Mozart, the World and Vocal Squiggles

Wolfgang and Maria Anna Mozart, c. 1763, by Eusebius Johann Alphen (1741–1772)

In music class we continued our work on music vocabulary, learning through play and experiment rather than rote memorization. We talked about musical phrases, a series of notes strung together, and the shape they should create, an arc. First we explored phrases in speech by reciting a short rhyme in two groups, taking turns saying the phrases. Next we walked while saying our assigned phrase so that our bodies could feel the arc as we said the phrase.

At last to music! We looked at a short theme by Mozart (ask your child to sing the tune!), decided where the phrases were, and sang them the same way we practiced our speech phrases. On an important note, we discussed Mozart’s big sister, Maria Anna, whom Mozart called the talented one, and came up with reasons why her music wasn’t saved and why she isn’t well known like her baby brother, Wolfgang Amadeus.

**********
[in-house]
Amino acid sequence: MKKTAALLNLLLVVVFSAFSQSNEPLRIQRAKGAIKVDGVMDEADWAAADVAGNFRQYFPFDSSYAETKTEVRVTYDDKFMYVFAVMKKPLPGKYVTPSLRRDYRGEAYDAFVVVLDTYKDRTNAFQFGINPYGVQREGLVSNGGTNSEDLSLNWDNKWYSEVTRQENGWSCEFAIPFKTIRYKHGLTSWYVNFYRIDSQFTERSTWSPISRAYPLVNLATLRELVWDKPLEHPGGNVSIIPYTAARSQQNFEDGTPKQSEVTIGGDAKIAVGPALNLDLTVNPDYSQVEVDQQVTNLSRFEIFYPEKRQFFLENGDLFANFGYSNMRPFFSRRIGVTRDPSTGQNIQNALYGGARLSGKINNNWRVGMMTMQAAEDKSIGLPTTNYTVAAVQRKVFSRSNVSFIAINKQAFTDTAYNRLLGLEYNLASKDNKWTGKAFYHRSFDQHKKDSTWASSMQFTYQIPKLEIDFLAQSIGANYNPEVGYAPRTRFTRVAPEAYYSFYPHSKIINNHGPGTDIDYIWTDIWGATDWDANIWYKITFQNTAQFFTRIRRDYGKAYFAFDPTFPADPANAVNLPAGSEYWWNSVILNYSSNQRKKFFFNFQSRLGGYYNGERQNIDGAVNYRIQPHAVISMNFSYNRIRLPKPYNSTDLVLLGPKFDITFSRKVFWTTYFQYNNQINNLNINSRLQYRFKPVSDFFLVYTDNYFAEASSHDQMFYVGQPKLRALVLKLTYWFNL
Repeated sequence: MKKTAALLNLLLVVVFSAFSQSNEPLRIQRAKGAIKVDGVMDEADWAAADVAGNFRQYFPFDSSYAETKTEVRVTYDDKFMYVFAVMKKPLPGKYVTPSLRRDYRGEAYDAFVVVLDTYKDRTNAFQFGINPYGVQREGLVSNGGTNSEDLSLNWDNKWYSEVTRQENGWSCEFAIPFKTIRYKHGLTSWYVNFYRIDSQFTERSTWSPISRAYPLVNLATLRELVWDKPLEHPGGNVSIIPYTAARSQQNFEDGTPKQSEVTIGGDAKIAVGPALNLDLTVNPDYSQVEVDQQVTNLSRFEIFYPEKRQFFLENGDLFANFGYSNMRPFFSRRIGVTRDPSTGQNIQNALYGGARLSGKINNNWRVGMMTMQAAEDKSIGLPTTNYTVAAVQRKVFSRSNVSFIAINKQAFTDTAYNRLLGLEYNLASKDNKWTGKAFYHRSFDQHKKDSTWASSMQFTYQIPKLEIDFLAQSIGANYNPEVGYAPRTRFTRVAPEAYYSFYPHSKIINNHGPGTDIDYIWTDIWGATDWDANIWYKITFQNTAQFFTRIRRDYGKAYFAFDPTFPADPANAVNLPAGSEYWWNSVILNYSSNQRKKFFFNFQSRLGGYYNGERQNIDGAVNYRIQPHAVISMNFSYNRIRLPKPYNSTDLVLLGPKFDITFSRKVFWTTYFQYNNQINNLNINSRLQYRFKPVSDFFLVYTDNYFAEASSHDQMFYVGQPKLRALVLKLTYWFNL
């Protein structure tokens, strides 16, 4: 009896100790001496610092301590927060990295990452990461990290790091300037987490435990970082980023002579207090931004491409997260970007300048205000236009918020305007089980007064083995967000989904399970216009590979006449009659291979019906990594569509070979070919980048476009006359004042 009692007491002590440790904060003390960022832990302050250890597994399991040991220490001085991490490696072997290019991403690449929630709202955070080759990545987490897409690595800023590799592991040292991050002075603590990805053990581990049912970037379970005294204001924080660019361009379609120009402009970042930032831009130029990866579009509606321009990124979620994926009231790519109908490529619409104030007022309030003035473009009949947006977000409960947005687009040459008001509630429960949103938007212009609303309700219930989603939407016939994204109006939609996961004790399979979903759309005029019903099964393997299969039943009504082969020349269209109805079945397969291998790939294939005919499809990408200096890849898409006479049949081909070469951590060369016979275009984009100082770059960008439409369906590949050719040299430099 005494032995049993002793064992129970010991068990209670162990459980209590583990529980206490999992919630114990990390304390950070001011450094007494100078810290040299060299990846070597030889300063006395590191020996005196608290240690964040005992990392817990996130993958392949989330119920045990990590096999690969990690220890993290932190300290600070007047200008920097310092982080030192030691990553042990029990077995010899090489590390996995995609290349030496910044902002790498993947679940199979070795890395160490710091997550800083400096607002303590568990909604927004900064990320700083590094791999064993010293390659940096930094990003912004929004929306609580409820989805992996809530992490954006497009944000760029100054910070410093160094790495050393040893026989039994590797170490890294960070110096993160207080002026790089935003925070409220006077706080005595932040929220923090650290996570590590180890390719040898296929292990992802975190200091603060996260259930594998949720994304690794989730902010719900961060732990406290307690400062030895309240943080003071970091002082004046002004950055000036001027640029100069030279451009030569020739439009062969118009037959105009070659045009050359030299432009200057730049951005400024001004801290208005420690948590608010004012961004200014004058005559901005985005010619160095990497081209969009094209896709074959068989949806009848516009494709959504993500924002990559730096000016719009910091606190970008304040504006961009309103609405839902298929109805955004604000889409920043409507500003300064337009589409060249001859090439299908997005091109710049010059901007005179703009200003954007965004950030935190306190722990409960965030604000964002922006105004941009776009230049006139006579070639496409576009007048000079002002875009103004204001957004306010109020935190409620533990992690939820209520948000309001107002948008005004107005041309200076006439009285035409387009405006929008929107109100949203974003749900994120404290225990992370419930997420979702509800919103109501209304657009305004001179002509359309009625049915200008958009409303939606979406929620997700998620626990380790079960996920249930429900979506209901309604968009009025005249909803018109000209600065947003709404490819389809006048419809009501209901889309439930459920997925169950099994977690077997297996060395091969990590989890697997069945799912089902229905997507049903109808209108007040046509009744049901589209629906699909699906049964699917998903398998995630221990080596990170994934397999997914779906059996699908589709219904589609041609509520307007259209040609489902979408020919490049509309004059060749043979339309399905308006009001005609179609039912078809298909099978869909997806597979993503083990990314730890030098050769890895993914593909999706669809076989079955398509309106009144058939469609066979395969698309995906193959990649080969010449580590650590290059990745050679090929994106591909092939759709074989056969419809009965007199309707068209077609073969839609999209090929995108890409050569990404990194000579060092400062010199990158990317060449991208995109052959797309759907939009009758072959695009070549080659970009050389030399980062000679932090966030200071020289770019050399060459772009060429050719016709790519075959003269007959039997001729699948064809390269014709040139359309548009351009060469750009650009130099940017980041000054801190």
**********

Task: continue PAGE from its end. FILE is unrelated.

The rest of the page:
After weeks of hard work on the rondo I Saw Esau, the children learned the song I’d Like to Teach the World to SingBut, they did so much more than just learn the notes! We analyzed the form to understand how the song is ‘mapped.’ We discussed the text and it’s meaning. We also took the text out of it’s musical context and recited it as prose to feel how it would sound were it not broken by lines of music.

Finishing the class, we had fun with Vocal Squiggles. These are cards with shapes and directions. The children were asked to sing how these shapes would sound!



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